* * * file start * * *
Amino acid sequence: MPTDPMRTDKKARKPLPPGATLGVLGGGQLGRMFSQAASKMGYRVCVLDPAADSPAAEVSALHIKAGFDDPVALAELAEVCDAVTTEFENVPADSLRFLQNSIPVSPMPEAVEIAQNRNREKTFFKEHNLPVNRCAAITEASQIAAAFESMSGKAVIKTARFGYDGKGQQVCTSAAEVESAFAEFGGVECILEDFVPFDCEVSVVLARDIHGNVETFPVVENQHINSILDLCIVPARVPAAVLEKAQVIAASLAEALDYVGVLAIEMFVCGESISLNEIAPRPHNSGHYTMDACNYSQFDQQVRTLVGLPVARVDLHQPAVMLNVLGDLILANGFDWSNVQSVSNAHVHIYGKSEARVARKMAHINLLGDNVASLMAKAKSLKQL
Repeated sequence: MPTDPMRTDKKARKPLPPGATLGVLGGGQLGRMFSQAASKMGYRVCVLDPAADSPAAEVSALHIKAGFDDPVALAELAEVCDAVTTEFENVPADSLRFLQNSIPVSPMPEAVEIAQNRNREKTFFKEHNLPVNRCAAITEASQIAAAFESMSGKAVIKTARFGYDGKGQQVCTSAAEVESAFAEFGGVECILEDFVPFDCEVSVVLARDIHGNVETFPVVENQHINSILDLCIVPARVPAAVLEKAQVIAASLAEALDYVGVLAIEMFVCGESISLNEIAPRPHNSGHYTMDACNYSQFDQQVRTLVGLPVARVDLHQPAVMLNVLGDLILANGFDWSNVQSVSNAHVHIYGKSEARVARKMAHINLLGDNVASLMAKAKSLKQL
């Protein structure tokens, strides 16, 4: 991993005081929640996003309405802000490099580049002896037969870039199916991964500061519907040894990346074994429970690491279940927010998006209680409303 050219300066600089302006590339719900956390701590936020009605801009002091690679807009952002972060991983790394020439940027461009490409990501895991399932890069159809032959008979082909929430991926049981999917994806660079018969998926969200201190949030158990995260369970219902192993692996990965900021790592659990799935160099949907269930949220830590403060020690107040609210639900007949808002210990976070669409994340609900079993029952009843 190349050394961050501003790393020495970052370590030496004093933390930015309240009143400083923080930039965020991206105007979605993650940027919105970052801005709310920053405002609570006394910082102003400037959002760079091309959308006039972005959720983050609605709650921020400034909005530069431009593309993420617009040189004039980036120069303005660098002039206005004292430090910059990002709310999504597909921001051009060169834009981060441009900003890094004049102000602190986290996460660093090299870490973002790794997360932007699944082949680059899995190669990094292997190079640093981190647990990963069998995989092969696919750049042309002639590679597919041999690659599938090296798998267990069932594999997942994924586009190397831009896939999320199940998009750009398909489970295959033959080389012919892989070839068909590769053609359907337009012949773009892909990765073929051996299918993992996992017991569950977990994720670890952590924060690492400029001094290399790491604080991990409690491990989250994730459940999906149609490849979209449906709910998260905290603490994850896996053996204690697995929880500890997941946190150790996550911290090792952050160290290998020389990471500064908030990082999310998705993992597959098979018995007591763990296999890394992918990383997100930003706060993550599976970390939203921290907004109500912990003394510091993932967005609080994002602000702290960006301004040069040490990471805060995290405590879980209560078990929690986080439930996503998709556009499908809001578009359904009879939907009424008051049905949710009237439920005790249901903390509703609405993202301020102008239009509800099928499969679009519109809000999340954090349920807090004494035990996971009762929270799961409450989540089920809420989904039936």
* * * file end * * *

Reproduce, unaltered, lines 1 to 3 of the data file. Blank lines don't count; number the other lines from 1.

Amino acid sequence: MPTDPMRTDKKARKPLPPGATLGVLGGGQLGRMFSQAASKMGYRVCVLDPAADSPAAEVSALHIKAGFDDPVALAELAEVCDAVTTEFENVPADSLRFLQNSIPVSPMPEAVEIAQNRNREKTFFKEHNLPVNRCAAITEASQIAAAFESMSGKAVIKTARFGYDGKGQQVCTSAAEVESAFAEFGGVECILEDFVPFDCEVSVVLARDIHGNVETFPVVENQHINSILDLCIVPARVPAAVLEKAQVIAASLAEALDYVGVLAIEMFVCGESISLNEIAPRPHNSGHYTMDACNYSQFDQQVRTLVGLPVARVDLHQPAVMLNVLGDLILANGFDWSNVQSVSNAHVHIYGKSEARVARKMAHINLLGDNVASLMAKAKSLKQL
Repeated sequence: MPTDPMRTDKKARKPLPPGATLGVLGGGQLGRMFSQAASKMGYRVCVLDPAADSPAAEVSALHIKAGFDDPVALAELAEVCDAVTTEFENVPADSLRFLQNSIPVSPMPEAVEIAQNRNREKTFFKEHNLPVNRCAAITEASQIAAAFESMSGKAVIKTARFGYDGKGQQVCTSAAEVESAFAEFGGVECILEDFVPFDCEVSVVLARDIHGNVETFPVVENQHINSILDLCIVPARVPAAVLEKAQVIAASLAEALDYVGVLAIEMFVCGESISLNEIAPRPHNSGHYTMDACNYSQFDQQVRTLVGLPVARVDLHQPAVMLNVLGDLILANGFDWSNVQSVSNAHVHIYGKSEARVARKMAHINLLGDNVASLMAKAKSLKQL
């Protein structure tokens, strides 16, 4: 991993005081929640996003309405802000490099580049002896037969870039199916991964500061519907040894990346074994429970690491279940927010998006209680409303 050219300066600089302006590339719900956390701590936020009605801009002091690679807009952002972060991983790394020439940027461009490409990501895991399932890069159809032959008979082909929430991926049981999917994806660079018969998926969200201190949030158990995260369970219902192993692996990965900021790592659990799935160099949907269930949220830590403060020690107040609210639900007949808002210990976070669409994340609900079993029952009843 190349050394961050501003790393020495970052370590030496004093933390930015309240009143400083923080930039965020991206105007979605993650940027919105970052801005709310920053405002609570006394910082102003400037959002760079091309959308006039972005959720983050609605709650921020400034909005530069431009593309993420617009040189004039980036120069303005660098002039206005004292430090910059990002709310999504597909921001051009060169834009981060441009900003890094004049102000602190986290996460660093090299870490973002790794997360932007699944082949680059899995190669990094292997190079640093981190647990990963069998995989092969696919750049042309002639590679597919041999690659599938090296798998267990069932594999997942994924586009190397831009896939999320199940998009750009398909489970295959033959080389012919892989070839068909590769053609359907337009012949773009892909990765073929051996299918993992996992017991569950977990994720670890952590924060690492400029001094290399790491604080991990409690491990989250994730459940999906149609490849979209449906709910998260905290603490994850896996053996204690697995929880500890997941946190150790996550911290090792952050160290290998020389990471500064908030990082999310998705993992597959098979018995007591763990296999890394992918990383997100930003706060993550599976970390939203921290907004109500912990003394510091993932967005609080994002602000702290960006301004040069040490990471805060995290405590879980209560078990929690986080439930996503998709556009499908809001578009359904009879939907009424008051049905949710009237439920005790249901903390509703609405993202301020102008239009509800099928499969679009519109809000999340954090349920807090004494035990996971009762929270799961409450989540089920809420989904039936």